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Football and sport have the power to enrich our lives.. but nothing is more important than life itself

“SOME people believe football is a matter of life and death. I can assure you it is much more important than that.”

Those words from the great Bill Shankly have resonated over the years but without wishing to dilute his remarkable legacy, our own health and happiness does mean everything.

Dortmund's ex-West Ham ace Sebastien Haller announced he is cancer free

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Dortmund’s ex-West Ham ace Sebastien Haller announced he is cancer freeCredit: Getty
Wales star David Brooks is back to near his best after Hodgkin lymphoma

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Wales star David Brooks is back to near his best after Hodgkin lymphomaCredit: Getty

It is, in truth, more important.

Former West Ham star Sebastien Haller has just announced he is free from cancer after a long battle and, hopefully, he can continue to excel at the highest level for Borussia Dortmund and Ivory Coast.

Just last month, 29-year-old  Haller scored the winner as his country beat Nigeria 2-1 in the  Africa Cup of Nations final.

His illness just shows this can happen to kings, princesses, paupers as well as players.

In the last few weeks, our own King and the Princess of Wales have bravely announced they are fighting cancer.

Both can be assured the nation is backing them in their battle.

They have shown class and composure in dealing with  the worst life  can throw at them and they are not alone. As well as Haller,  Bournemouth and Wales winger David Brooks is proof of what can be done.

Now on loan at Southampton, the 26-year-old star has been cancer-free for nearly two years.

Brooks admitted football paled into insignificance when he fought back from stage two Hodgkin lymphoma.

When he made his first-team comeback for the Cherries he was cheered to the rafters by both sets of supporters at Aston Villa.

Sebastian Haller breaks down and fights back tears as he opens up on battle with testicular tumour at award ceremony

Like Haller, Brooks is bouncing back and came on as a second-half sub this week as the Welsh went within a whisker of qualifying for this   summer’s Euros.

Proving that cancer can strike  anyone, it even afflicted one of the modern-day greats, Arjen Robben.

The flying Dutchman won accolades galore in the game but for the first time in his life football came second when he was diagnosed with testicular cancer, having found a lump.

That was 20 years ago.

Mercifully, Robben, now 40, survived and went on to enjoy a stellar career at Chelsea, Real Madrid and Bayern Munich, winning the league in all  three countries.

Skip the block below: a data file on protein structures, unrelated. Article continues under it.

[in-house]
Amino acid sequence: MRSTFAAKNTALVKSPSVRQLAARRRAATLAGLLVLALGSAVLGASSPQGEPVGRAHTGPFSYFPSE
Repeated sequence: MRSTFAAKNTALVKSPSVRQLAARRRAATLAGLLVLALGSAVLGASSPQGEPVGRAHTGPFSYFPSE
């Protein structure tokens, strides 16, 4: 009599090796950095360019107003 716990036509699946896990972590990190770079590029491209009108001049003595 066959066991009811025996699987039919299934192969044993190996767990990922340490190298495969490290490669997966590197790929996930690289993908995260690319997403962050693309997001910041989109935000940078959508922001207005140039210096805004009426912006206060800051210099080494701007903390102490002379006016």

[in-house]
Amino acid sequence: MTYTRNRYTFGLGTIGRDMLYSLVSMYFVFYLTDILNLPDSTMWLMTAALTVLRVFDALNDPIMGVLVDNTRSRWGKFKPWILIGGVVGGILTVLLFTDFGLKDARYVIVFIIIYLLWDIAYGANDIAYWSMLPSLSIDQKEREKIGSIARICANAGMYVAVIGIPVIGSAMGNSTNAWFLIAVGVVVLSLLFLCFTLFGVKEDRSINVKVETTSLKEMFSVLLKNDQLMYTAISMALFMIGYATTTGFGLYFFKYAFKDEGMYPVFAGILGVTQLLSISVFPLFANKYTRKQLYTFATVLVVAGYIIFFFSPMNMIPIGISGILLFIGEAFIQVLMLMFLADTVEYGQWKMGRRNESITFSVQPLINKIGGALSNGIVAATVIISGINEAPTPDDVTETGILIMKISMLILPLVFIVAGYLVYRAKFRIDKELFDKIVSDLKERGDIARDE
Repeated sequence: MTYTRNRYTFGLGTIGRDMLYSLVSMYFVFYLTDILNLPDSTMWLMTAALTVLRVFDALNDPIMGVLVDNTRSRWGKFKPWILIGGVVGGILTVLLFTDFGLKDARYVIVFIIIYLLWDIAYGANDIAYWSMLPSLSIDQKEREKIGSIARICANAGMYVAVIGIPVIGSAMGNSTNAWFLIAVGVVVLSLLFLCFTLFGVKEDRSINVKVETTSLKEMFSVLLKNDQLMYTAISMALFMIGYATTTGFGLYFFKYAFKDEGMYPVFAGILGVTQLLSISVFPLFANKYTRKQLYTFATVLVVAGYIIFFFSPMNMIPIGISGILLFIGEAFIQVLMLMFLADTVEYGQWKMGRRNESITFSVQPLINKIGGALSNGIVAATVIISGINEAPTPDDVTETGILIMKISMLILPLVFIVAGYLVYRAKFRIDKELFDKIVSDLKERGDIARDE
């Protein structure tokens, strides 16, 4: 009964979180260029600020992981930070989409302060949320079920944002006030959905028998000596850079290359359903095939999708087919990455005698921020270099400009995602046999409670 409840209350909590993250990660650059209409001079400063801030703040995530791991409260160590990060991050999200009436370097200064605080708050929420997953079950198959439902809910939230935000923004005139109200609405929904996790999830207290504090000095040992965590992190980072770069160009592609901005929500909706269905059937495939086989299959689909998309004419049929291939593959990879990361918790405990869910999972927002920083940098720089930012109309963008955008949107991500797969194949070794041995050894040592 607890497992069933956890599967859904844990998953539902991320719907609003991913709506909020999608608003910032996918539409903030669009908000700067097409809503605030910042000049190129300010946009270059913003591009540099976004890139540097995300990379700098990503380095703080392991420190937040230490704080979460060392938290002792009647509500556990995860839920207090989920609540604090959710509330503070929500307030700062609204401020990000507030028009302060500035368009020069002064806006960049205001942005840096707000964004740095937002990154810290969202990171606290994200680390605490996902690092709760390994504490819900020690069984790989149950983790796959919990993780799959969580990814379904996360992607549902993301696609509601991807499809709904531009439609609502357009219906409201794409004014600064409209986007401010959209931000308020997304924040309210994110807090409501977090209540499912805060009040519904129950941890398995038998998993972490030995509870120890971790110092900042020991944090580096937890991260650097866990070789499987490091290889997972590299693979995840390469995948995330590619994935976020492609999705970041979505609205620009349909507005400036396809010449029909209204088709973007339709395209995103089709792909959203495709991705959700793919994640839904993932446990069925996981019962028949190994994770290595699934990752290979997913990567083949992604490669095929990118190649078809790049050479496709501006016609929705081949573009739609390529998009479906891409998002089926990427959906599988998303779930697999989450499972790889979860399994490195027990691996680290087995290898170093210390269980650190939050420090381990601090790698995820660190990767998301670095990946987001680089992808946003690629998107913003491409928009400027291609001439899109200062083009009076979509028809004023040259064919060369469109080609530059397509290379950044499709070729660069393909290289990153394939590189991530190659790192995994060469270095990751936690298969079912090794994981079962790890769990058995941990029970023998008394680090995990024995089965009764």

At the time of his diagnosis, Robben said: “Football is no longer important.

“The most important thing is to be healthy and for your family to  be healthy.”

And so say all of us. In the women’s game, former Arsenal star Jen Beattie, 32, overcame breast cancer to enjoy a glittering career, while New Zealand’s 30-year-old Rebekah Stott successfully battled stage 3 Hodgkin lymphoma.

But perhaps the most eye-catching has been Colombia’s 19-year-old  sensation Linda Caicedo, who lit up last summer’s World Cup just four years after overcoming ovarian cancer.

Arjen Robben is another leading name to recover from cancer

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Arjen Robben is another leading name to recover from cancer
Rebekah Stott successfully fought stage 3 Hodgkin lymphoma

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Rebekah Stott successfully fought stage 3 Hodgkin lymphomaCredit: Getty

Sadly, for every happy ending there is a tragic one and the cruel, early death of West Ham’s own Dylan Tombides is one of the saddest times I will ever experience at the club.

Dylan fought to the very end but at the age of just 20, testicular cancer took his life.

West Ham have only ever retired two shirts — and Dylan’s is one of them. The No 38 will never be worn.

It is a fitting tribute to a wonderful young man, who died almost exactly ten years ago.

The other shirt, of course, is No 6 and belongs to the great Bobby Moore.

Testicular cancer first struck him two years before he led England to World Cup glory in 1966.

Bobby heroically overcame that illness but cancer returned and, in 1993 and aged  just 51, we lost our national treasure.

Football and sport have the power to enrich our lives.

But more important than life itself? I don’t think so.

As they say, health isn’t everything but without health, everything is nothing.

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